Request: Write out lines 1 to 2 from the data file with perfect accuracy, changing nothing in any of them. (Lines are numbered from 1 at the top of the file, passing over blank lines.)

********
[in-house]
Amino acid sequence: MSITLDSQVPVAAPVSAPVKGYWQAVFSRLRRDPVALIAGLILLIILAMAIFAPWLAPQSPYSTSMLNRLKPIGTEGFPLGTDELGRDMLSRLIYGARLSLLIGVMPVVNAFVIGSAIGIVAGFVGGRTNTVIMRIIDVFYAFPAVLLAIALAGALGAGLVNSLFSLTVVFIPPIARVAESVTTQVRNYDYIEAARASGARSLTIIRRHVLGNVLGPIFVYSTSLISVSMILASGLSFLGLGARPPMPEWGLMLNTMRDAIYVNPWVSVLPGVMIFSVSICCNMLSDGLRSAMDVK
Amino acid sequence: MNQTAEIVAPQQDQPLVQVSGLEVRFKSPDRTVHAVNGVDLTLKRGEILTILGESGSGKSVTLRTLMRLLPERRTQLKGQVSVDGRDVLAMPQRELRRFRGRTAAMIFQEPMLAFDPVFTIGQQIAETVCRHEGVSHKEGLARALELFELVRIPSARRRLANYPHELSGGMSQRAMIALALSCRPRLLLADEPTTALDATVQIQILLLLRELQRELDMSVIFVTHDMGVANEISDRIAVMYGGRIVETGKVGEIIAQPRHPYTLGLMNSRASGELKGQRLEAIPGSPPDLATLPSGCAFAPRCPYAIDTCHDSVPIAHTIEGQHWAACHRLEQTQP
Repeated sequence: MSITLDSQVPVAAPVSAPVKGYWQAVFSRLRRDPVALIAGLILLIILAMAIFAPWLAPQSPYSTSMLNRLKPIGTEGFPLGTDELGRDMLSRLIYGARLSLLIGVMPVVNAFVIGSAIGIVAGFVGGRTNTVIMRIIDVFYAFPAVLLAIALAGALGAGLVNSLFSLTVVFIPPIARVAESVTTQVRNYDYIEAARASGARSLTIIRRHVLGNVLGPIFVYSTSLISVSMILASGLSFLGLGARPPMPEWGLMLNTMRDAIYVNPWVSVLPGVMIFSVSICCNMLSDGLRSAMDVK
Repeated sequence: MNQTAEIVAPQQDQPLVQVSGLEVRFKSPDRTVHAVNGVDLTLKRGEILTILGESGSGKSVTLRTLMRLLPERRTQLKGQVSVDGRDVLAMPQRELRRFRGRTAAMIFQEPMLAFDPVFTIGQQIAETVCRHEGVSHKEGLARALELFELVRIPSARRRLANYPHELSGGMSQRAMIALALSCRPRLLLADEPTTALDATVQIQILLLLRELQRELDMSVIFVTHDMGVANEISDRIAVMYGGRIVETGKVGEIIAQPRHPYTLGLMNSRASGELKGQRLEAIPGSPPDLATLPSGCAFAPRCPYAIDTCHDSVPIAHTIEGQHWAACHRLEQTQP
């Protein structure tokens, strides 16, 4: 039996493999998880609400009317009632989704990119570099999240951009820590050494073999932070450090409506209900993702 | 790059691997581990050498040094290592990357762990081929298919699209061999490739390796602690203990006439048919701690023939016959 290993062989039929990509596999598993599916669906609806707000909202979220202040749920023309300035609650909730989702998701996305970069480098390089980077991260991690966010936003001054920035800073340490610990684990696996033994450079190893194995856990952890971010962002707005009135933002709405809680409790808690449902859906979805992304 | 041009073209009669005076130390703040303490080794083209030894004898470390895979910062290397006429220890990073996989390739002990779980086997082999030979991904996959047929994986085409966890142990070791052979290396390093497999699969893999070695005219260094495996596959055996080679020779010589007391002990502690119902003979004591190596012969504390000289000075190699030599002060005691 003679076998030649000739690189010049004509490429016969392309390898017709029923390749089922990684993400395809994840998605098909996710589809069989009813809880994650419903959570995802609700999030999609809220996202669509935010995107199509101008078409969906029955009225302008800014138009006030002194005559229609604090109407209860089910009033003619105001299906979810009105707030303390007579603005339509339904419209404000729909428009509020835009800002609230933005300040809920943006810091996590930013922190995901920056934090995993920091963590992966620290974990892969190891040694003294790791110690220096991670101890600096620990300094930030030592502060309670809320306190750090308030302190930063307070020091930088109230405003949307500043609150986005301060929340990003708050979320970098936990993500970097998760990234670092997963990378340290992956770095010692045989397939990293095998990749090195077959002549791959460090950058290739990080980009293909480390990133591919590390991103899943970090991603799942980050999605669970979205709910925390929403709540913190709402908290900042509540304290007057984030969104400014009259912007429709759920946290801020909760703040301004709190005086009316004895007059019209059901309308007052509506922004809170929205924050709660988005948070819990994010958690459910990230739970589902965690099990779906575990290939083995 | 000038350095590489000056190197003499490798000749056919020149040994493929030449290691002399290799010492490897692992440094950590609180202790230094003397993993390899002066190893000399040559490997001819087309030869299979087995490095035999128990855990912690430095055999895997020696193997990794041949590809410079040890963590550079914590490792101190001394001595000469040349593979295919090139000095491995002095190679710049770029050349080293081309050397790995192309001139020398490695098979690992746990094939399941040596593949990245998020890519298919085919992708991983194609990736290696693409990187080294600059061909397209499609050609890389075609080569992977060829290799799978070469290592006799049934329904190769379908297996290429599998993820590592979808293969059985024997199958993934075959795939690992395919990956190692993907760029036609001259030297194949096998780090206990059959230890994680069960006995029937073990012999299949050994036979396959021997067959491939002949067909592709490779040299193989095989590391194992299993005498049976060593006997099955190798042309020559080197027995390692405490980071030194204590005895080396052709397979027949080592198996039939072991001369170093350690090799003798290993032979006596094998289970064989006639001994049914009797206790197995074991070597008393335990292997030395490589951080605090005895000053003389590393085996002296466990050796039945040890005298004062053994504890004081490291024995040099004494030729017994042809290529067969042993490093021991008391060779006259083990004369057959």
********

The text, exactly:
[in-house]
Amino acid sequence: MSITLDSQVPVAAPVSAPVKGYWQAVFSRLRRDPVALIAGLILLIILAMAIFAPWLAPQSPYSTSMLNRLKPIGTEGFPLGTDELGRDMLSRLIYGARLSLLIGVMPVVNAFVIGSAIGIVAGFVGGRTNTVIMRIIDVFYAFPAVLLAIALAGALGAGLVNSLFSLTVVFIPPIARVAESVTTQVRNYDYIEAARASGARSLTIIRRHVLGNVLGPIFVYSTSLISVSMILASGLSFLGLGARPPMPEWGLMLNTMRDAIYVNPWVSVLPGVMIFSVSICCNMLSDGLRSAMDVK